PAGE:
Galen, the Greek physician, described the symptoms as consisting of fever, diarrhea and pharyngitis. Other symptoms included the skin erupting in boil-like blisters, ome dry and others filled with puss, which would appear around the ninth day. Galen didn’t identify the disease fully, or its origin, but some scholars believe this plague to have been smallpox.
One exception to this is historian William McNeill, who asserts that the Antonine Plague and the later Plague of Cyprian (251ca – 271) could quite possibly have been outbreaks of measles and smallpox. The survivors developed some immunity to these diseases, which suggests that neither disease had existed before 165 AD in Roman civilisations.
Sadly, this ‘great’ plague, as Galen called it, would last for many years more. For fifteen years it ravaged the Empire, from 165-180 AD. When the disease attacked the city of Rome, approximately nine years after the first outbreak, it’s believed to have caused up to 2,000 deaths per day, or a 25% chance of death for Rome’s population.
During this devastation, it’s thought that one-third of the population was killed by the plague, this includes those in the countryside and in the army, and with an estimated 5 million deaths attributed during it’s reign of terror.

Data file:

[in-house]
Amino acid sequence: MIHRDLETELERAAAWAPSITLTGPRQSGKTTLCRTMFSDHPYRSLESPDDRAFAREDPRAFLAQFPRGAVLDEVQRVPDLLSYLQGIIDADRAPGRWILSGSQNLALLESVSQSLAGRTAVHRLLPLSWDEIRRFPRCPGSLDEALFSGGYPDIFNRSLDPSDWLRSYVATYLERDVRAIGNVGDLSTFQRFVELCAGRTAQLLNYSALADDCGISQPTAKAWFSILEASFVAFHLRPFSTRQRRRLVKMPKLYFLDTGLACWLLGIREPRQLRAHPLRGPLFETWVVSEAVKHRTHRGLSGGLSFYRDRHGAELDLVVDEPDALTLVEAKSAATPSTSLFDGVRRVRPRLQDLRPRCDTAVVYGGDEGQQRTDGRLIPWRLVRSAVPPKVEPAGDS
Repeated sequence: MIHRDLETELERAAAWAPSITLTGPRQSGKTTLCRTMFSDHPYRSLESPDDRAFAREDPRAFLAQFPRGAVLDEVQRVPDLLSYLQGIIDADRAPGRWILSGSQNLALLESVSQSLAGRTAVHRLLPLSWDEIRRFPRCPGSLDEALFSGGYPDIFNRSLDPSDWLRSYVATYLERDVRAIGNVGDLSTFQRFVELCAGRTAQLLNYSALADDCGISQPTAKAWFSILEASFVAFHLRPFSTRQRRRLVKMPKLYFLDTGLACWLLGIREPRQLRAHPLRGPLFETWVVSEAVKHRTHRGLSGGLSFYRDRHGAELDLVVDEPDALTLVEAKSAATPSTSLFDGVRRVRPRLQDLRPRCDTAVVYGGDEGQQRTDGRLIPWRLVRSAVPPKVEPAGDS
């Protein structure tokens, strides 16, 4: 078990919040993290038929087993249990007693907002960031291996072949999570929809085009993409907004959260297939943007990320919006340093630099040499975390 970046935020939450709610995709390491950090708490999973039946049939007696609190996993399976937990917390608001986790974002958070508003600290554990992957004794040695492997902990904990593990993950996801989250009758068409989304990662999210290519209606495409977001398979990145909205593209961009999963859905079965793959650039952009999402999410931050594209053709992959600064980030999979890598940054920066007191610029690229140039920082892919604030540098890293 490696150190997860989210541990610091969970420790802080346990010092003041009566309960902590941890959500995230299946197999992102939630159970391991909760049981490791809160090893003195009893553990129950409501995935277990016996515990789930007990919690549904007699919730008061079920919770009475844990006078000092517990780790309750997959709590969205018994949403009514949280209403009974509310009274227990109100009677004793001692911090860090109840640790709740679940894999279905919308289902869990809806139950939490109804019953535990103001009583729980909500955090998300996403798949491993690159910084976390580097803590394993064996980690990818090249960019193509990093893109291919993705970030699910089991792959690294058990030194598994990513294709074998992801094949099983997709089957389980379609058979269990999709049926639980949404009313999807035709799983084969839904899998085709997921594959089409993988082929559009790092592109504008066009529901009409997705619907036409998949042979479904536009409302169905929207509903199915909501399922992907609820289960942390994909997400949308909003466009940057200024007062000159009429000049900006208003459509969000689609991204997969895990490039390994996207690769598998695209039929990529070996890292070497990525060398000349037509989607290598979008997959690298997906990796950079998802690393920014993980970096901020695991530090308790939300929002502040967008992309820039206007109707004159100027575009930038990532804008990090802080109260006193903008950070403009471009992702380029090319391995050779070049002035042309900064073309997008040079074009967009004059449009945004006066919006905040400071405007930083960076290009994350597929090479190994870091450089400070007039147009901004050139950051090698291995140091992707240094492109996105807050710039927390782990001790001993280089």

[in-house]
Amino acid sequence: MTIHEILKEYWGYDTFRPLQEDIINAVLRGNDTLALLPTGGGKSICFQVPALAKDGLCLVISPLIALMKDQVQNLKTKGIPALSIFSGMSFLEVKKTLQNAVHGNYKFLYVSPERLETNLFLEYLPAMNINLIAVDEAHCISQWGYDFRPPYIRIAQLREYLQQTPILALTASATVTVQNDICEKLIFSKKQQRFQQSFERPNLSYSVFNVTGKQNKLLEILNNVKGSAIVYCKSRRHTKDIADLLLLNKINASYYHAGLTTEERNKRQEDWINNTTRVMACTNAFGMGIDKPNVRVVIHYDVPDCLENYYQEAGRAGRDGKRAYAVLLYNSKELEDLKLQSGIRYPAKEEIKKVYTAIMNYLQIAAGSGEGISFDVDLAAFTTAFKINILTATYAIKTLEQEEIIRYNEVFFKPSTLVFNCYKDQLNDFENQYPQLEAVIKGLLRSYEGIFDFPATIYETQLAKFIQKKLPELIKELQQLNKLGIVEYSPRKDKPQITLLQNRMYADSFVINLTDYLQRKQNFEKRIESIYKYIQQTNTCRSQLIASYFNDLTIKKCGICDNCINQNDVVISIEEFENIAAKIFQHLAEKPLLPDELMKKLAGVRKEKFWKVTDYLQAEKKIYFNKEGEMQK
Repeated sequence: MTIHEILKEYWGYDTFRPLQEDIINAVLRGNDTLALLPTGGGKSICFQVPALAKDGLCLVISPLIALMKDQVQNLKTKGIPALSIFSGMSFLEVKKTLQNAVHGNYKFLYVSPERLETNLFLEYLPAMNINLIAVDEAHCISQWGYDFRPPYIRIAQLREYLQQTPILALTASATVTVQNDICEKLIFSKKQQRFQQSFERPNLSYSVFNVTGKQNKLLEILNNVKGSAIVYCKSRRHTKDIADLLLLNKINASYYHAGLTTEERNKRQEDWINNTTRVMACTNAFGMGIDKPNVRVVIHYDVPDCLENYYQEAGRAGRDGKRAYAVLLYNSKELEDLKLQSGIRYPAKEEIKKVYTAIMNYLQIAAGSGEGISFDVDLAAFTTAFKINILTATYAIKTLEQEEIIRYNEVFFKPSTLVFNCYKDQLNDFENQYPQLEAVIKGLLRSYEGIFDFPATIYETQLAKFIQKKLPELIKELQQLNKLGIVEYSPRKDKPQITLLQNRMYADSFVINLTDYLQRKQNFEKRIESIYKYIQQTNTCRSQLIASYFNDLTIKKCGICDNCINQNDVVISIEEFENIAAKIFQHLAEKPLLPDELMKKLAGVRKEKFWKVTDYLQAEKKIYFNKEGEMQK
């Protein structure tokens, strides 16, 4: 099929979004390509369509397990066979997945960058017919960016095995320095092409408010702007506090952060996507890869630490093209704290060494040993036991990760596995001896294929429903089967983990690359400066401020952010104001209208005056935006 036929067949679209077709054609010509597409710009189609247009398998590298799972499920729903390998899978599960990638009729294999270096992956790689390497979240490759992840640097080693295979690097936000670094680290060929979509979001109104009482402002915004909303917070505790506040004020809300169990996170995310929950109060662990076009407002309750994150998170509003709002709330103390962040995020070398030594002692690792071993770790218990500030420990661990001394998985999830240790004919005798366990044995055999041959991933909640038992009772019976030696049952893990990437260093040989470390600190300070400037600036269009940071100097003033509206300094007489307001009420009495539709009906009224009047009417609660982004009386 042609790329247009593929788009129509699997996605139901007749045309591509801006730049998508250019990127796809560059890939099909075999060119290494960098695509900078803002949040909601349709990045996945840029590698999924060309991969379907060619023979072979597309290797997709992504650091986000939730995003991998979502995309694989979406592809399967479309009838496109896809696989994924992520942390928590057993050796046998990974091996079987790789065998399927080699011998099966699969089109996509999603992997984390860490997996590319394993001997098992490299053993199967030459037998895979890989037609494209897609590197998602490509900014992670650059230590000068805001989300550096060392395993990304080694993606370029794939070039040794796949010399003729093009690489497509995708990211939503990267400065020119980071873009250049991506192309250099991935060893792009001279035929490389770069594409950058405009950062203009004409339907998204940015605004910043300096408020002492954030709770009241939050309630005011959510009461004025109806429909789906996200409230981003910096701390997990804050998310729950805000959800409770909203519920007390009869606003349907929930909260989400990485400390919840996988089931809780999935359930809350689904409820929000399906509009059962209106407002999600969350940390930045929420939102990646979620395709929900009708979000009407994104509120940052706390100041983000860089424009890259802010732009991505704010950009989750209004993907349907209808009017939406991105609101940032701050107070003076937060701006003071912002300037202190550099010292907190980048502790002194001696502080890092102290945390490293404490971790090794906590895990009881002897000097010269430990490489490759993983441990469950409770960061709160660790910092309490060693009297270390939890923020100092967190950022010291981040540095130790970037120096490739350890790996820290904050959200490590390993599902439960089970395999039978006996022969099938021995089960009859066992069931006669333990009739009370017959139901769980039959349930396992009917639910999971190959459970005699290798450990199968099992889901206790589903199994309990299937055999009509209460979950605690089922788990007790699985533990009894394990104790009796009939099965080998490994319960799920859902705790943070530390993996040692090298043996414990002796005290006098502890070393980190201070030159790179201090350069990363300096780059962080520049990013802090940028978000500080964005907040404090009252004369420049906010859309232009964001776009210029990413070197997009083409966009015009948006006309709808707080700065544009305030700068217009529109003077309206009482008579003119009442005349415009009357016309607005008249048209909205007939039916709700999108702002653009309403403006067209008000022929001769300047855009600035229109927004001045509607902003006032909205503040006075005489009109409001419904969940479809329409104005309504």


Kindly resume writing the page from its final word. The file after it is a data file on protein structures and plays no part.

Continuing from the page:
At the time, there was no treatment or cure. Rather, during wave after wave of the disease, Roman society built up immunity to its effects. However, it’s interesting to note that a plague with the same symptoms was afflicting the reigns of two Han emperors in the Near East, Huan of Han (146-168) and Ling of Han (168-189).
During the rules of these two emperors, there were outbreaks in 151, 161, 171, 173, 179, 182 and 185 – all of which have similar dates to known outbreaks in the Roman Empire, and have been suggested as being connected to the Antonine Plague in Eurasia.
It is suspected that this plague originated in some unknown and isolated part of Central Asia, and that it spread throughout the Chinese and Roman empires as trade between the two powers grew. The bulk of this trade was conducted via maritime trading, which suffered ‘irreparable’ damage as a result of the loss of life.